*Please note that in this post I discuss some of the horrific things experienced in Uganda during the LRA insurgency.*
Also, if you want a brief introduction to the work Send A Cow do, and why I was out in Uganda then read this post first.
Meg and Eli have a new favourite game. It involves leaping off the stairs into the waiting arms of James. Their giggles of delight are infectious as they dare each other to go just one step higher, always confident that their Daddy will catch them. Never questioning that he will be there.
Their surety comes from the knowledge that they are loved and protected, that their world is secure, that we, as parents, will provide for them and take care of them. That their future is whatever they want it to be because we will work hard to make it so.
They play and they laugh and they live a generally carefree life because of this knowledge. As a mother, this is my ultimate aim.
But what if events outside of your control took over? What if, one day, men came to your home and stole everything you had? Your livestock, your money, your food, your future. What if they took one of your children?
What if you had to flee your home, your village, your community and live in a refugee camp where food and water was scarce, where men left their wives on a daily basis because it was easier to get food as a single man than as a family, where hygiene was non-existent and rape and abductions were commonplace?
What if you returned to your family land only to discover that there was nothing left for you?
This is the story for many families living in Northern Uganda. Families who were forced to leave their homes when the LRA insurgency took place. For some context, the Lord’s Resistance Army (LRA) were a band of rebels led by Joseph Kony who occupied parts of Northern Uganda from around 1987 until 2008. The families I visited whilst I was out in Uganda had all had their lives affected in some way by the rebel insurgency. Some in the most horrific and unimaginable ways possible.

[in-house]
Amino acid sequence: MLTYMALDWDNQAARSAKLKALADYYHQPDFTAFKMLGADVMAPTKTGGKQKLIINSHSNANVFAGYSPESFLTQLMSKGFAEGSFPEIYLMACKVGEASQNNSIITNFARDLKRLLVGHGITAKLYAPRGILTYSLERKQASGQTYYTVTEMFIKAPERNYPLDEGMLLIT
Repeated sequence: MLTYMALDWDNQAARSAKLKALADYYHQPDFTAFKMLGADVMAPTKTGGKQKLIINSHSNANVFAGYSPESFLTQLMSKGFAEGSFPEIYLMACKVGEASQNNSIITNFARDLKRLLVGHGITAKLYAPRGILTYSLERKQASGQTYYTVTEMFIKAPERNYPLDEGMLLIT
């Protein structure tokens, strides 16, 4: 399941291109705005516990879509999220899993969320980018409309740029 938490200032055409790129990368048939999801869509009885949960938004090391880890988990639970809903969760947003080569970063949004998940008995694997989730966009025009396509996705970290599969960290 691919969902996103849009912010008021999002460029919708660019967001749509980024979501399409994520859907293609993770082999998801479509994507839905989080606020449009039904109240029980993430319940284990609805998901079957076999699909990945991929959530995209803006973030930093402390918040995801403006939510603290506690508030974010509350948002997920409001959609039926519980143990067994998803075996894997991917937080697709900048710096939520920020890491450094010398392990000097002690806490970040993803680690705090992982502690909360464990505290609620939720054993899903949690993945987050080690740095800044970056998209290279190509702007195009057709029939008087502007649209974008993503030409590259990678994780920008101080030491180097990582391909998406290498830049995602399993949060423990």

Whilst I would like to tell you the story of each farmer I met, and share the joy and happiness I felt in each community, I’d be harping on for weeks and so after much debating and writing and rewriting, I am simply going to share the two stories which stuck out to me the most during my visit.
I was amazed and impressed by each individual family that we met, the way they had worked through Send A Cow’s programme and were beginning to become established and start the long climb out of poverty but it is these two women in particular who resonated with me as they shared.
As a wife and a mother, I found their stories hard-hitting and emotional. I have carried them with me since my return and I believe that they are a fantastic representation of why Send A Cow’s work is so vital in this area of Uganda, demonstrating the real impact it can have on women who are not so very different from you or I.
Ultimately, whilst these stories make for harrowing reading they are also stories of hope. I considered just sharing the results of Send A Cow’s intervention and assistance but I thought it was important to see the start for these women. To see how far they have come, how truly inspirational they are and what can be achieved when people are given the right sort of help and when they have the determination to do better for their children and their futures.
Firstly, I met a woman called Martina Anyenko. Martina and her husband are elders in a community which graduated just under a year ago from Send A Cow’s programme. On the surface they appear to be a happy family who are working hard. Their farm is ordered and flourishing, and they are the proud owners of several good-sized mud homes as well as a large brick house with a tin roof. This is a sign that they are doing extremely well (it was almost always the uppermost wish of families we met to have a brick house with a tin roof.)